3. Shifted focus. When a company is reorganized, more often than not, Nader says, people focus on the organizational structure, but “in my experience, what makes success is not what we’re doing, it’s how we’re doing it. The how can be translated into values and the values become the culture of the company.”
4. Created a culture of values. The new NPS Pharma focused on six core values: integrity, respect, reliance on excellence and teamwork. “We had experts, but we needed them to work together,” he says. “We didn’t want any Madonnas.” In the end, they added a seventh value: “fun,” because Nader felt people needed to enjoy what they were doing.
5. Maintained brand consistency. “NPS” used to stand for Natural Product Science. That name was eliminated when the company reorganized. Although the initials no longer meant anything, Nader was hesitant to eliminate them because of the logistical and financial costs involved with a name change. “We were tight on cash and we didn’t want to revert the few resources we had for something that was not a priority. We always thought we could do it later on, it but it just never happened.”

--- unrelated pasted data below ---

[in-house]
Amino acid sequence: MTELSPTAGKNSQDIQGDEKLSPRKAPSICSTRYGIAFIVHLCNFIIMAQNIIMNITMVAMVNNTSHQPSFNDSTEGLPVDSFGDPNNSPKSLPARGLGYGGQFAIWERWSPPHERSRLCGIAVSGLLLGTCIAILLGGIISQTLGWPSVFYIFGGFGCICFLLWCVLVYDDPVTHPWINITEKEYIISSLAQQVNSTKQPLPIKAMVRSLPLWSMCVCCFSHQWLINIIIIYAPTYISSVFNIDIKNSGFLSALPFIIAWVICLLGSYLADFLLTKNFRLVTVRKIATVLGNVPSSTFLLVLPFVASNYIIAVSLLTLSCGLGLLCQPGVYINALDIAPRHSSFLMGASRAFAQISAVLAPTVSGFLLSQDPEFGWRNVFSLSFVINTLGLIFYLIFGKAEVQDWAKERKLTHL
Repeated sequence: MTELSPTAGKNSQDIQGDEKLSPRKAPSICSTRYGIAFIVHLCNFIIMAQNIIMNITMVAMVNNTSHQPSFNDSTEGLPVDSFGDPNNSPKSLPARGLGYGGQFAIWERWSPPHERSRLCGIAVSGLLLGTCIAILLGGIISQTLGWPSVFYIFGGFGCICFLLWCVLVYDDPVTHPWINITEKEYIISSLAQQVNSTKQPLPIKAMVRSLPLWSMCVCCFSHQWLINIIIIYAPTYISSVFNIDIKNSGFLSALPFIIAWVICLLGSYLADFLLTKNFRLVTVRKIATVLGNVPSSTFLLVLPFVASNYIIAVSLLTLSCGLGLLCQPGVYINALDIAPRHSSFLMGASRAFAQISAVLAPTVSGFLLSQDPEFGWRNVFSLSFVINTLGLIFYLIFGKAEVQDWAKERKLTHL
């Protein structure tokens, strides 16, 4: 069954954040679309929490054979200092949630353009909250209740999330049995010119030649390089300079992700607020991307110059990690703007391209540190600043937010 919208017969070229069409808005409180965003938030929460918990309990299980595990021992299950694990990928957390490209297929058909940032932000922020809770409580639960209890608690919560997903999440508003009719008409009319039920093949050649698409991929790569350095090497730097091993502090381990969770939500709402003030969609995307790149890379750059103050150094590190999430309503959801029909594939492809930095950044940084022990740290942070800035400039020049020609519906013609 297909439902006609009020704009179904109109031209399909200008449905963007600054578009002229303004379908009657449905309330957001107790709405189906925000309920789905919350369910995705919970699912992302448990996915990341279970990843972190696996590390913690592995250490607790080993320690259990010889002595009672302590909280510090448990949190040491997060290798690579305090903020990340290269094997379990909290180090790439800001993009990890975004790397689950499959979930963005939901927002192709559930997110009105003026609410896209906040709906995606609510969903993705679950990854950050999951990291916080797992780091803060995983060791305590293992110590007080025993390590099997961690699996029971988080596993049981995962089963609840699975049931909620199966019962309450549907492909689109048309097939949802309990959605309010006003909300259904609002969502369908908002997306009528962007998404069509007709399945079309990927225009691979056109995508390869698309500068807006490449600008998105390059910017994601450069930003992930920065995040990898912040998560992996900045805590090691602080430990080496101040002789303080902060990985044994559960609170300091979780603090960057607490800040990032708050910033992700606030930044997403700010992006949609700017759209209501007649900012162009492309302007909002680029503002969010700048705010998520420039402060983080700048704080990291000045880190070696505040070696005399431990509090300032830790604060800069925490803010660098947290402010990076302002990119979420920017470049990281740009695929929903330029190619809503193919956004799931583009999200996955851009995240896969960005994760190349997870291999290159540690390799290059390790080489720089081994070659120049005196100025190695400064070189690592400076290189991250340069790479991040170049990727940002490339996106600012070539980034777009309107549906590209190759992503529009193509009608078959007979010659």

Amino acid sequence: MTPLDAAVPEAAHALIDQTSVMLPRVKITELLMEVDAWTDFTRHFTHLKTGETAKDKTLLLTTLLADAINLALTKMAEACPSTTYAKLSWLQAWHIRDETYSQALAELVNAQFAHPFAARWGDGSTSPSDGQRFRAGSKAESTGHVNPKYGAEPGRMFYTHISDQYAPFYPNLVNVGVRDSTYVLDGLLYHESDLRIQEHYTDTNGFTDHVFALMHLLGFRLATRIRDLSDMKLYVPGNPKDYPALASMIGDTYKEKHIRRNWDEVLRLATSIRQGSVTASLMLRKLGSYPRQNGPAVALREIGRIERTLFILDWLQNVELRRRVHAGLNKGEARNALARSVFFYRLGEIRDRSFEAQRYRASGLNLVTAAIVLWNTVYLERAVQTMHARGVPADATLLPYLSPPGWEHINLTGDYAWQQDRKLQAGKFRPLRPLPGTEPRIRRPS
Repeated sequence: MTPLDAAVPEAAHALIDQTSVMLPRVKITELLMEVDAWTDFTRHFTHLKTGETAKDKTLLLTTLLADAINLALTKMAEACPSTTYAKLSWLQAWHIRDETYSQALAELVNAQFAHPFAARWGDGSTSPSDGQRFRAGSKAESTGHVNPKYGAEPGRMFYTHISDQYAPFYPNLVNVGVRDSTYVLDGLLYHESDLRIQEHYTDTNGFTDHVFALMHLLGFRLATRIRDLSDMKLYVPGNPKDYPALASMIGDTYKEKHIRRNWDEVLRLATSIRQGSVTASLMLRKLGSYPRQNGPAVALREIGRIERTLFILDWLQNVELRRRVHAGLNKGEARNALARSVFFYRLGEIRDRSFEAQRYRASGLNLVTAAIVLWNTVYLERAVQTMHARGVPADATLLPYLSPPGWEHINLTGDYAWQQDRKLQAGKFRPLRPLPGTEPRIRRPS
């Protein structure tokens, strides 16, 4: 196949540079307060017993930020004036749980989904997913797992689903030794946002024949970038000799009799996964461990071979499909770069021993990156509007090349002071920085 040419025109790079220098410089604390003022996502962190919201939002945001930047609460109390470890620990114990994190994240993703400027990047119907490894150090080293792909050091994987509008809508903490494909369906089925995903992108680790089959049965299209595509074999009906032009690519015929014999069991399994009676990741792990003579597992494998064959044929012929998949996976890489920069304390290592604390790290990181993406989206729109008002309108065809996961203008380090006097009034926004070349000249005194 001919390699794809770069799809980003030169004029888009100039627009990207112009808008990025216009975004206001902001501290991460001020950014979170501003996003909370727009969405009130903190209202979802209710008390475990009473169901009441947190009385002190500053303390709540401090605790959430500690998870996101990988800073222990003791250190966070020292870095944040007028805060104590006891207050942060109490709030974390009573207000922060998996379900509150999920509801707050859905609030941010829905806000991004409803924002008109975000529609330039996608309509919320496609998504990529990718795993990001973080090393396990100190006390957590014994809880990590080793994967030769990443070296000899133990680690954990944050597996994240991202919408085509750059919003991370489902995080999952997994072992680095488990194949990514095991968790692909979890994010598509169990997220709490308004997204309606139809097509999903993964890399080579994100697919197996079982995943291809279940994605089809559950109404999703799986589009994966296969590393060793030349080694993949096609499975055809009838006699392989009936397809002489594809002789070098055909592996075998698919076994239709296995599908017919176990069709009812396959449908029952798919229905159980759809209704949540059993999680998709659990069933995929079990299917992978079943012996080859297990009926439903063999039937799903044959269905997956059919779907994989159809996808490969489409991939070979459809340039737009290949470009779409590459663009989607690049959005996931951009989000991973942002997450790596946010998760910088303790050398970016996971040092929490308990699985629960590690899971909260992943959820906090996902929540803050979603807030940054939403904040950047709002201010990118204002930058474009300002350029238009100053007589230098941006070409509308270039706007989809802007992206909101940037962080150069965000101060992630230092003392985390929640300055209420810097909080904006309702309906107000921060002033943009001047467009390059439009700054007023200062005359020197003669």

By adding a tagline— “Born from science. Built for patients.”—they were able to refocus the brand while still keeping their existing brand strength.
6. Made visibility and communication a priority. Nader developed a policy of meeting with every employee one-on-one a month after they joined the company. Then every couple of weeks, he would meet (and still meets) with a random group of employees for a “What’s On Your Mind” luncheon. “It keeps me in touch with what’s going on in the organization,” he says. To rebuild trust, he also sits down with shareholders, investors and partners individually. Altogether, he conducts up to 400 meetings a year. “The only way to rebuild the grand image of the company is for them to believe in us, and for me to do my job explaining what we’re trying to do with them and for them, and to keep them informed in a very transparent way,” he says.